Breakingviews - Volatile Hong Kong poses a supply-chain quandary

An injured photographer and first aid react from tear gas during a standoff with riot police at the Chinese University of Hong Kong, Hong Kong, China November 12, 2019. REUTERS/Tyrone Siu

HONG KONG(Reuters Breakingviews) - The corporate calculus on Hong Kong is changing. For a third consecutive weekday, transport networks have been disrupted by violent anti-government protests, prompting schools to close and leaving workers stranded. Much the way toymakers and apparel vendors have accelerated their quest for factories outside China, its special administrative region poses an international supply-chain quandary.

Hong Kong boasts an admirable track record of surviving shocks, from regular typhoons to the SARS epidemic. Five months of demonstrations this year, however, present an unprecedented challenge. A day after police shot a protester at close range, college students battled law enforcement in a prolonged and fiery standoff. Tear gas was fired in the crowded central business district at lunchtime.

The unrest has exposed a government, led by Carrie Lam, and a police force ill-equipped to cope. A police spokesman saying the city’s rule of law has been pushed “to the brink of total collapse” can only prompt multinational companies to accelerate contingency planning. More than 1,500 of them, with nearly 200,000 employees, have stationed their regional headquarters in Hong Kong, in large part because of the city’s robust rule of law.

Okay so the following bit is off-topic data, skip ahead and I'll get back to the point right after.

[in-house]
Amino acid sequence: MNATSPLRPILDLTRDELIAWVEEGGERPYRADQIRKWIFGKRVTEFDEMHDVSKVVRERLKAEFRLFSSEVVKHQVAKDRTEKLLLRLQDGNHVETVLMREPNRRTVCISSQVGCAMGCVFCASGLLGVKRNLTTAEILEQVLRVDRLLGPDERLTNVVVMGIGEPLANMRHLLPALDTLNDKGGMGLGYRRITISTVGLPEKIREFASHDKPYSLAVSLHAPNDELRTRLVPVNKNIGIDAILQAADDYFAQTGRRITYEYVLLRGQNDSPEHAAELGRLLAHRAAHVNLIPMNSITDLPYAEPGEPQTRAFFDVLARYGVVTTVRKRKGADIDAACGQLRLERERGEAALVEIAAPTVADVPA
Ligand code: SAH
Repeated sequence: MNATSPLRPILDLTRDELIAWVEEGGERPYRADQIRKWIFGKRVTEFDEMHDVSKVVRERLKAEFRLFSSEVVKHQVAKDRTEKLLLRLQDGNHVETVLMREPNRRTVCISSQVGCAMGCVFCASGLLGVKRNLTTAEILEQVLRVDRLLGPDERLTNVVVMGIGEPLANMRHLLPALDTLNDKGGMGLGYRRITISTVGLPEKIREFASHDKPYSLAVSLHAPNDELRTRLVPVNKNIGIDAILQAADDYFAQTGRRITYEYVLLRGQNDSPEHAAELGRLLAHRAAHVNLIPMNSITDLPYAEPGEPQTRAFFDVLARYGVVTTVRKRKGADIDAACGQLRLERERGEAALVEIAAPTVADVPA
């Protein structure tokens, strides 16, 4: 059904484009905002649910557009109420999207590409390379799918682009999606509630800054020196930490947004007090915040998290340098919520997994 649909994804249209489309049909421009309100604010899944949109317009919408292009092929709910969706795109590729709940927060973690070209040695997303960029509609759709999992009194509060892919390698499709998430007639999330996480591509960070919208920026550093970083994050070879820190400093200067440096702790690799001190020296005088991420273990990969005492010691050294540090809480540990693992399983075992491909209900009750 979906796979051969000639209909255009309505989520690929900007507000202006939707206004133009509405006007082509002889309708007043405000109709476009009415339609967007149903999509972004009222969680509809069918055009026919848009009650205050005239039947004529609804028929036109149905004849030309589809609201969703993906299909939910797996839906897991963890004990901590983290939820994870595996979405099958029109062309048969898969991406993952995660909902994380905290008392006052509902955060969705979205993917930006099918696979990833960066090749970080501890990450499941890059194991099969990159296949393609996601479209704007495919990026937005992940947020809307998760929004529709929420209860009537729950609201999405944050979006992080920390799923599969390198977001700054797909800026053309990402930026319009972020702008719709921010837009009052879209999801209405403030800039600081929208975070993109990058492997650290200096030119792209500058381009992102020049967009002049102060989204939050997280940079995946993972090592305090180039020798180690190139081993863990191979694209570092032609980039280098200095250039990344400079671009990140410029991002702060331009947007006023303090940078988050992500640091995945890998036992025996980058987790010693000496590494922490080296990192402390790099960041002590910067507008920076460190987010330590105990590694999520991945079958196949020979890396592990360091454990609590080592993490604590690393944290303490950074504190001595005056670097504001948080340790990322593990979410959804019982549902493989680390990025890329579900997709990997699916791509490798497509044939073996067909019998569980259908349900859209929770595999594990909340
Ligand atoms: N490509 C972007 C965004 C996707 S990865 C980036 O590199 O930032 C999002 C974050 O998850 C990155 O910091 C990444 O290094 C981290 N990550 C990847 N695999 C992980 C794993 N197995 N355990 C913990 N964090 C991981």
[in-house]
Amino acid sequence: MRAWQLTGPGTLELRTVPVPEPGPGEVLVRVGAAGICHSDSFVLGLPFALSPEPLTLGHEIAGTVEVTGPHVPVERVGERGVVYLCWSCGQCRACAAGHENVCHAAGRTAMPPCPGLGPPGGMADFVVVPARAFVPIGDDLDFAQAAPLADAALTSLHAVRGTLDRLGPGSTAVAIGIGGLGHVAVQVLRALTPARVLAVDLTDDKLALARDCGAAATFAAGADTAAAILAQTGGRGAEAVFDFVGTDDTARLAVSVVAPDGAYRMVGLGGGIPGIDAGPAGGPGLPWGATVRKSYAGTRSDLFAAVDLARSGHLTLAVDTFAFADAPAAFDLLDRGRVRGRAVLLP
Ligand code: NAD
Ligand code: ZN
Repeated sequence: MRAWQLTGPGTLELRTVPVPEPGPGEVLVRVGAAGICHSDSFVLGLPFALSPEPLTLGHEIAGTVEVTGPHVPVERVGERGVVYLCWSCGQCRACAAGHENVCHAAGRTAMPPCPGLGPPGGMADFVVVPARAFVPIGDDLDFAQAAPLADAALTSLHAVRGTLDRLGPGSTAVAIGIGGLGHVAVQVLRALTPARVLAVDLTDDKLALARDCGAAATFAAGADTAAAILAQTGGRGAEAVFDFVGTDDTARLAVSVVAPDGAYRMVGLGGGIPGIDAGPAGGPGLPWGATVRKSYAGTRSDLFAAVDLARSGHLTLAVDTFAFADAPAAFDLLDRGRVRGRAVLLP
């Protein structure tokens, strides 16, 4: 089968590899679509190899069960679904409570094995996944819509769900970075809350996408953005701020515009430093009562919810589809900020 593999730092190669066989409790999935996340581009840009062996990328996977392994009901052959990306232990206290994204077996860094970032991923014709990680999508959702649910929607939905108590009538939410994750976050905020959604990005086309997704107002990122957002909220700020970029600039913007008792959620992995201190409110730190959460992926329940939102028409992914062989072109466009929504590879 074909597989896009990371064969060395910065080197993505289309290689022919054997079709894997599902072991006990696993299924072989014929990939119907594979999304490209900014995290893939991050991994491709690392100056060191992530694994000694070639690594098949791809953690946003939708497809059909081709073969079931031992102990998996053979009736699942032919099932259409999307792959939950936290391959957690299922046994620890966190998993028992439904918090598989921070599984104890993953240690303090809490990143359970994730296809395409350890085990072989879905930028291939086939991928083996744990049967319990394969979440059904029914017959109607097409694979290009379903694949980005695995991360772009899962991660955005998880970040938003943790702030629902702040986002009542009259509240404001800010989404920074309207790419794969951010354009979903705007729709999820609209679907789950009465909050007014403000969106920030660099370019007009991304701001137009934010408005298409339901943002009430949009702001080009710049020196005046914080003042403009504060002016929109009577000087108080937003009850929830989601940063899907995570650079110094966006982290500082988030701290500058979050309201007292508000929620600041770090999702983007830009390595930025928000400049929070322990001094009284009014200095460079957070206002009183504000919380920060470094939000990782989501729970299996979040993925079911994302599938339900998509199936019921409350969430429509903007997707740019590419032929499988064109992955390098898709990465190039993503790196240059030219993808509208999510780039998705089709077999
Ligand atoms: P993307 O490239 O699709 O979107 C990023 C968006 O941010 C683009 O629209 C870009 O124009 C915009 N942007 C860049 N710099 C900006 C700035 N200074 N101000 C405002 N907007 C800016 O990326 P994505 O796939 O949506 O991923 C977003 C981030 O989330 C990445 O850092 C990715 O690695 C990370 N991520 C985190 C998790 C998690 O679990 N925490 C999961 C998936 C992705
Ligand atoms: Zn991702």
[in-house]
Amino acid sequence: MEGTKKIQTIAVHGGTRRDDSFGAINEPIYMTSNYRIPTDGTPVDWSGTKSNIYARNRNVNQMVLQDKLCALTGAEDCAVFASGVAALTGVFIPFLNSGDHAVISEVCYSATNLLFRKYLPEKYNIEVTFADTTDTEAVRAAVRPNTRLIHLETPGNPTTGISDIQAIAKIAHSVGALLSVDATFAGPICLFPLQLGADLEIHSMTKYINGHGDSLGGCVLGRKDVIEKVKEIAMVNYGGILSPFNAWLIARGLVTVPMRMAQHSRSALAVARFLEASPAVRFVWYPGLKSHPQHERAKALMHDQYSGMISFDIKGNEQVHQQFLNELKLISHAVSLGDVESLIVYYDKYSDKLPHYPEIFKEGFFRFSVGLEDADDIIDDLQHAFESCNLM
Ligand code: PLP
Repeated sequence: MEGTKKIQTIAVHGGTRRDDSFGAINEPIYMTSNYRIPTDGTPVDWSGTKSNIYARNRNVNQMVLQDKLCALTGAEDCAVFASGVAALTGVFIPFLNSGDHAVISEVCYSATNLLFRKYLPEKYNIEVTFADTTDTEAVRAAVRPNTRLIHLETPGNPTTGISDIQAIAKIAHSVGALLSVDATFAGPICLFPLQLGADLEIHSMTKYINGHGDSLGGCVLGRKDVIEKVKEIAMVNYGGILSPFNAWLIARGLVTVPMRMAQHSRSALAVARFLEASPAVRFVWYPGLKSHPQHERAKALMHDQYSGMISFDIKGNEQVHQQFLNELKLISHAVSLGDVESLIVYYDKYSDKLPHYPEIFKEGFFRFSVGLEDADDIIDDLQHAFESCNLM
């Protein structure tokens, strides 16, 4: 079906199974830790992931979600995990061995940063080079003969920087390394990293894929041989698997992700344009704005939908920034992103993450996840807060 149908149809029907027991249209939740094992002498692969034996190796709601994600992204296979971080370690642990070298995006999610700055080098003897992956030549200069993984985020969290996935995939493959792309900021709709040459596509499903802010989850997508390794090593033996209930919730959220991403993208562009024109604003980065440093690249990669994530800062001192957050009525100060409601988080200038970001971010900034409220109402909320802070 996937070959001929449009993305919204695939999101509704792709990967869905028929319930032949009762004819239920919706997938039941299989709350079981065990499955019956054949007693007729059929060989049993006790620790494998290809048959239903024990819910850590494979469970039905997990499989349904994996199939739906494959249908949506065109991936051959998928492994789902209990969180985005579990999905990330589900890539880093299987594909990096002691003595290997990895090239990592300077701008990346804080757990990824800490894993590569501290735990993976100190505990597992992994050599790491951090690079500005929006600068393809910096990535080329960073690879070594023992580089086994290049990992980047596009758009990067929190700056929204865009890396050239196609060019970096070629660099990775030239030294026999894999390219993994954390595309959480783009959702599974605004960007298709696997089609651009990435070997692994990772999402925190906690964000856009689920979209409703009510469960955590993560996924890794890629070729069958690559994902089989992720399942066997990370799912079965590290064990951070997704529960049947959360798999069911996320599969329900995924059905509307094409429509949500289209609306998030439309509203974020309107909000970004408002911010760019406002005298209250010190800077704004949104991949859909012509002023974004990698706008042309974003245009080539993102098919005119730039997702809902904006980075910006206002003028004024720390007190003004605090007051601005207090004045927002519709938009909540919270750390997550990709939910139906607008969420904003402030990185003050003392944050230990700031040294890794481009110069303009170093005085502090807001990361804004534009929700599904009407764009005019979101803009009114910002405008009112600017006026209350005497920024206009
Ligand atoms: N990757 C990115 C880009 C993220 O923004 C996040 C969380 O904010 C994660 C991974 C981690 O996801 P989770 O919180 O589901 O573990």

So far, there have only been small signs of financial capital flight. Bigger changes are becoming inevitable, though.

Human capital will be a real challenge. Banks, consultants and others in the services industry will struggle to entice Western executives to move to a volatile Hong Kong. Likewise, violence being directed at the city’s mainland Chinese residents is bound to dissuade southbound relocations. And many Hong Kongers themselves will seek an escape hatch. It has happened before: About 300,000 of them were living in Canada in the late 1990s, around the time of the British handover.

Nearly half of companies surveyed by the American Chamber of Commerce in Hong Kong said they were pessimistic about business prospects longer-term. More than a third reported wrestling with a possible talent drain and a quarter indicated plans to scale back or move away. And that was over a month ago, before the latest escalation. Finding a different hub will be difficult, especially for those that need proximity to the influential stock exchange, depend on Hong Kong as a gateway to the mainland or relish an independent judiciary. Each day of fresh violence, however, makes alternatives look better.


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